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CLAIM ID

e5d59e70

The Government of India is awarding ₹5,000 to citizens vaccinated against COVID-19.

A fraudulent link is being shared on social media with the fake message that the government is offering ₹5,000 to those vaccinated against COVID-19.

Context:

A message claiming that the government of India is offering 5,000 to individuals vaccinated against COVID-19 is doing the rounds on social media. The message in Hindi states that Pradhan Mantri Jan Kalyan Vibhag is giving the amount to all who took the vaccine and asks people to register for the same through the link in the message. The message adds that this provision will only be valid till July 30. This message is viral on both Facebook and Twitter and has been in circulation for over a month. However, this is not an announcement from the central government. It is a scam. 

In fact:

One red flag was that the announcement was being shared by unofficial sources on social media. To investigate further, we checked the link provided in the message. The website was titled Pradhanmantri Jan Kalyan Yojana. It carries a photo of PM Narendra Modi and some unidentified individuals and repeats the same information as in the viral message. Further, it asks that people fill up the form below to receive the benefit and adds that all family members will be entitled to the same. At the bottom of the landing page are photos of PM Modi and Government of India initiatives such as Make in India, Aarogya Setu, and Beti Bachao Beti Padhao. We noticed here that the URL of this website ends simply with ".in" rather than ".gov.in". The latter is what domain names of websites belonging to the Government of India look like.

Next, we filled up the form on the page, which asks for details such as name, phone number, whether the vaccine was Covaxin or Covishield, and the number of family members. We noticed that the form allows a person to progress to the next step even if the fields are not filled up correctly. Clicking on the 'apply' button at the end of the form then took us to another page, which asks where the individual wants the money to be credited and provides four options: Bank account, Google Pay, PhonePe, and Paytm. The user's name is requested again, and once more, one can progress to the next stage despite filling in incomplete details. On this third landing page, the user is told that they must share the message with at least five people by clicking on the share button provided before they can avail of the 5,000 benefit. We found that one does not need to share the message - clicking on the share button five times activates the 'Confirm Rs 5000' button. Clicking on this button then opens a new tab, redirecting users to download an app.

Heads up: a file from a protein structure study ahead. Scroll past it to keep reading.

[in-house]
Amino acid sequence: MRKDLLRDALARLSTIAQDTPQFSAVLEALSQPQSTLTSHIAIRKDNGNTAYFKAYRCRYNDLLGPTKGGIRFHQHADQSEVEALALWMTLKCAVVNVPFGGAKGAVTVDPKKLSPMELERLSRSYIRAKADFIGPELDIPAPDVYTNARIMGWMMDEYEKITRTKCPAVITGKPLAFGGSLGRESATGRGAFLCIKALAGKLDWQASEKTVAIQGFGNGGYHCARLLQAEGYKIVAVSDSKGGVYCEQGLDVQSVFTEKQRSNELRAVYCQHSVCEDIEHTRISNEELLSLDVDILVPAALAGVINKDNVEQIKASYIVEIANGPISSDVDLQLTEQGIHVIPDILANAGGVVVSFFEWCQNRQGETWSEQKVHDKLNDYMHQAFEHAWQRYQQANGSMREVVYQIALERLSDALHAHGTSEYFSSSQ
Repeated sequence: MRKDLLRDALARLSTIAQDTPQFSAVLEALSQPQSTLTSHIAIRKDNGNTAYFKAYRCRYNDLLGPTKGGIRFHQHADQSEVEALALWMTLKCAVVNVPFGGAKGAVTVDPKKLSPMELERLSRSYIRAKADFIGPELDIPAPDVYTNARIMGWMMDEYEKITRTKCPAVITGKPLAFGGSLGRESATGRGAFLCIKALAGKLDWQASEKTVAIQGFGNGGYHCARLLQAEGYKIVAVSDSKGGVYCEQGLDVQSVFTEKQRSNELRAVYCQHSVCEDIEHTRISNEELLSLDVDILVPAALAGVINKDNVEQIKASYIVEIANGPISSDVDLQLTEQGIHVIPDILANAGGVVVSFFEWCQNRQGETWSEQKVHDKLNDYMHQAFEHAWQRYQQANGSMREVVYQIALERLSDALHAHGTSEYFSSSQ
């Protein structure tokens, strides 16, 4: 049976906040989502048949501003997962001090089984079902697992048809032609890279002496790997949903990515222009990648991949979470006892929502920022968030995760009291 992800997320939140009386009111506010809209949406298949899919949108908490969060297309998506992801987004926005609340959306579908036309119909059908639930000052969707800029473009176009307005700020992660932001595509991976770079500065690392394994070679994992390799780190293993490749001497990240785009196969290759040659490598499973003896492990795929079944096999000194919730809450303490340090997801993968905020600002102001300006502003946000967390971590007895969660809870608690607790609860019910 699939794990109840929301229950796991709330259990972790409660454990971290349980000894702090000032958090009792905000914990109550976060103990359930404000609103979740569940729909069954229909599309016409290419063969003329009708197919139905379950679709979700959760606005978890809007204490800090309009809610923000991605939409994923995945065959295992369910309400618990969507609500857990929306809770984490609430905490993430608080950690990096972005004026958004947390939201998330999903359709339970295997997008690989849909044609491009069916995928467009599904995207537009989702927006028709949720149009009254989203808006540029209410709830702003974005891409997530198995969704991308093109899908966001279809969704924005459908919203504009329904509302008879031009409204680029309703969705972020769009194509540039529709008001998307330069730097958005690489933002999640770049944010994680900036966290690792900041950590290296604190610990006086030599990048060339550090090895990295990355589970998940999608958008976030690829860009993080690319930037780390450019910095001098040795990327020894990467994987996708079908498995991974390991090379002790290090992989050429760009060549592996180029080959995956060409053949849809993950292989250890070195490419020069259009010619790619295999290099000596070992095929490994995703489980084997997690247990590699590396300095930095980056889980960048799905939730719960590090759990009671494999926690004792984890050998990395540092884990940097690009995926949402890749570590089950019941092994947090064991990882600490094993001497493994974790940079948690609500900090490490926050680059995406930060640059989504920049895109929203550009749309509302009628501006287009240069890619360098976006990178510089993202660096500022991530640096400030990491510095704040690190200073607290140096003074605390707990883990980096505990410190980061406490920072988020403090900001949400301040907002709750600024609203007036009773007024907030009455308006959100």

We also checked for more information about the domain name provided in the message. Using the website GoDaddy, we found that the domain was created on September 15, 2021, and is valid till September 15, 2023. While other details about the owner were not available and we found that the website had been registered in Alberta, Canada. Therefore, it is clear that this is a fake message circulated to increase an application's downloads and does not have anything to do with the Indian government. 

Further, we came across a news report by Hindustan Times, which carried a tweet by PIB Fact Check, the Centre's fact-checking handle, which called out the viral message as fake and asked people not to forward it. Moreover, on India.gov.in, a government portal that has an exhaustive list of its schemes, we found that no central government initiative by the name of "Pradhanmantri Jan Kalyan Yojana" exists. In fact, it is an amalgamation of the names of two government schemes - Pradhan Mantri Jan Dhan Yojana and Pradhan Mantri Garib Kalyan Yojana.

The verdict:

A fake message meant to increase an app's downloads is posing as an announcement from the government about a 5,000 benefit for persons vaccinated against COVID-19. The government is not providing any monetary benefit to individuals vaccinated against COVID-19. We have therefore marked this claim false.


The COVID-19 pandemic has given rise to a lot of potentially dangerous misinformation. For reliable advice on COVID-19, including symptoms, prevention, and available treatment, please refer to the World Health Organization or your national healthcare authority.

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